Others have tried to meet the argument by pointing out what they consider another design (other than "that there may be equality") for a gift going from one church to another. They have argued from Paul's statement in Romans 15:27 that the gift from Corinth and Macedonia to Jerusalem was in effect "the payment of a debt" — that since the Gentiles had "been made partakers of their (Jerusalem's) spiritual things, they owe(d) it to them also to minister unto them in carnal things."

This is a confusing of motive for giving with the design of the gift. Certainly the Gentiles would feel a deep sense of gratitude and obligation to their Jewish brethren; all other considerations aside, they would want to relieve them because of that fact alone. That was one MOTIVE (and a powerful one) among many that undoubtedly existed. But that was not the DESIGN of the gift; the design of such giving is set forth by Paul in words too clear to misunderstand "that there may be equality."

Just as there were many motives for making the gift, so were there many results accruing from the gift. Paul mentions one such result in II Corinthians 9:13, when he reveals that their gift would result in the Jewish Christians' "glorify(ing) God for the obedience of your confession unto the gospel of Christ." The glorifying of God was a result which came from the gift; but the contribution was not sent "in order that" the Jews might be led to glorify God. It was sent "that there may be equality."

We can all be very sure that in the booklet which Brother Harper has promised to prepare for the Abilene debate he will devote much space to this "equality argument." We will be keenly interested in seeing what he produces. By close, careful study, analyzing and evaluating of arguments and statements, we can all hope eventually to understand clearly the truth of God's Word on this subject of how churches can, and can not, cooperate. The Lufkin debate made a tremendous contribution toward a clarification of the issue, and a proper understanding of exactly what is involved in the entire controversy. We believe the forthcoming Abilene debate will add considerably to the general understanding of the problem. Already far too much heat has developed over "Herald of Truth." Churches have been rent asunder over it; preachers have been fired elders have been forced to resign; meetings have been cancelled; harsh and bitter words have been spoken and written. No question in fifty years has been so "explosive" and so fraught with danger to God's church as has this one. Within three short years already more churches have been split over this issue than were split over premillennialism in forty years. Potentially the "Herald of Truth" is infinitely more dangerous than premillennialism to the future of the church.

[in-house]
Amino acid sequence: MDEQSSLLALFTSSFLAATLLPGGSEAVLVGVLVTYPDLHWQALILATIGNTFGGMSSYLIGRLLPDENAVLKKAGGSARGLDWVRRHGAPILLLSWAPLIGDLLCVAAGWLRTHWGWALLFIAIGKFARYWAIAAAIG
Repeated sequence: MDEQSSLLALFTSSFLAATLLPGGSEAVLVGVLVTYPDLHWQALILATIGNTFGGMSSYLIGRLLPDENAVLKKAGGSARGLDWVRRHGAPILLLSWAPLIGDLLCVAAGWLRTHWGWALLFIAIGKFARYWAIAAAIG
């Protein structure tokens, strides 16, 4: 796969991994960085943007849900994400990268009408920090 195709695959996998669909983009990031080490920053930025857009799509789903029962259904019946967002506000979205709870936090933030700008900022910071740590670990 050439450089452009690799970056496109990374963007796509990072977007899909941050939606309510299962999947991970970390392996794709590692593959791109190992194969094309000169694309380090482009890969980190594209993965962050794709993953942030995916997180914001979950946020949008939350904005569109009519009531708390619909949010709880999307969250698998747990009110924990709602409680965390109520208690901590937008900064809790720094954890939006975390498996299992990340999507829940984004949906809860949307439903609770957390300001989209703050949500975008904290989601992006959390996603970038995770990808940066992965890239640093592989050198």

It is a time for calm and prayerful study. Brother Harper and this writer are determined to contribute the very best we have toward a proper scriptural solution of this grievous problem. We will enter the discussion "in weakness, and in fear, and in much trembling." We should have the fervent heartfelt prayer of every Christian in the nation. With such determination on our part, and with such prayers in our behalf, there is every reason to believe that we will come forth with a scriptural answer to the question, "How New Testament Churches Can, And Can Not, Cooperate; Or, What Is Wrong With the Herald of Truth?